California researchers combine imaging techs to better detect high-risk atherosclerosis

IVUS-OCT catheter (top), OCT image (left) and IVUS image--Courtesy of National Institute of Biomedical Imaging and Bioengineering

Several tests exist to detect atherosclerosis, the plaque buildup in arteries that can lead to heart attack and stroke, but each has its limitations. NIH-supported labs at UC Irvine and the University of Southern California have combined two types of imaging to create a promising new method to identify atherosclerotic plaques.

They combined intravascular ultrasound (IVUS) and optical coherence tomography (OCT) to provide unprecedented depth and detail in screening for a difficult-to-visualize type of plaque, the NIH said in a statement. Thin-cap fibroatheroma (TCFA) are susceptible to rupture due to a large necrotic core and thinner fibrous caps surrounding the core. The rupture of plaque lining an artery is the leading cause of deaths from heart disease. The combination method marries IVUS' ability to see deep into the plaque with OCT's ability to capture the fibrous caps in fine detail.

The labs tested the IVUS-OCT system in healthy rabbits and rabbits that had atherosclerosis, as well as in human tissue from cadavers. After imaging, they sliced and stained the human tissue to confirm the location of TCFA plaques, the NIH said. Two doctors independently evaluated IVUS, OCT and IVUS-OCT images. They were unable to identify TCFA plaques when using IVUS or OCT alone, but succeeded when using the combination method. The findings were published in Scientific Reports.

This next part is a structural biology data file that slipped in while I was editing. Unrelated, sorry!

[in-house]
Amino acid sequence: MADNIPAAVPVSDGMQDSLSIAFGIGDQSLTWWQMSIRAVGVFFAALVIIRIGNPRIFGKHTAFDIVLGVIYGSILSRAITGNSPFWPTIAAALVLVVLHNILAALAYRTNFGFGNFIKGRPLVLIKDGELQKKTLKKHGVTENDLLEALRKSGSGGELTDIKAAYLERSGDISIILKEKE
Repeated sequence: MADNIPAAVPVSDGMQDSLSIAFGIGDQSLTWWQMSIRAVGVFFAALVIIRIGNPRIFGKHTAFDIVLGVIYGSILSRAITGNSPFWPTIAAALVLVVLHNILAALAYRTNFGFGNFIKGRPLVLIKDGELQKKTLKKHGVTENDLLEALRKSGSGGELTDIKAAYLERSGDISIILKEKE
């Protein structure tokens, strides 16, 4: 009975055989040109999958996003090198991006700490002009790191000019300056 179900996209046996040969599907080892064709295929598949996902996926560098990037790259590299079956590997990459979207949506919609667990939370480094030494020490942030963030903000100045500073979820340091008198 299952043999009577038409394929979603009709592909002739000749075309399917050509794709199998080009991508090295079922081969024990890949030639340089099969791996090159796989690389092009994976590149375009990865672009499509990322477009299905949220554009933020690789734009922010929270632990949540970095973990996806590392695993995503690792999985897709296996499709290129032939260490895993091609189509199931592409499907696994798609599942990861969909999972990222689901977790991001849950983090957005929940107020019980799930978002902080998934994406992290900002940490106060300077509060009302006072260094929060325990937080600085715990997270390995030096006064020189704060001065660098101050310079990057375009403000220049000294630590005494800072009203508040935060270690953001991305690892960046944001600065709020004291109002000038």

Differing imaging speeds previously prevented the technologies from being used in tandem. Using new technology, including a customized catheter and improved ultrasound inducer, the team settled on a compromise between optimal imaging speeds, resulting in a system that can visualize 7 centimeters of artery in four seconds. The system's potential applications beyond identifying TCFA include detecting other structures and lesions, including calcification, said Kirk Shung, a professor of biomedical engineering at USC and one of the authors, in the statement.

"This work has overcome many of the challenges of doing IVUS and OCT simultaneously," said Zhongping Chen, a UC Irvine professor of biomedical engineering and senior author, in the statement. Previous attempts to combine them have involved sacrificing image quality, prolonging procedure time, or using two catheters and increasing prices.

"When you use a single catheter, you don't have to worry about matching two images, which enables physicians to look at co-registered ultrasound and OCT images simultaneously in real time. It will make identifying plaques easier and more precise, allowing for better treatment decisions," Chen said. OCT Medical Imaging, cofounded by Chen, has licensed the technology. It recently received a Small Business Innovation Research grant from the National Heart, Lung and Blood Institute to accelerate the technology into clinical applications.

- here's the statement

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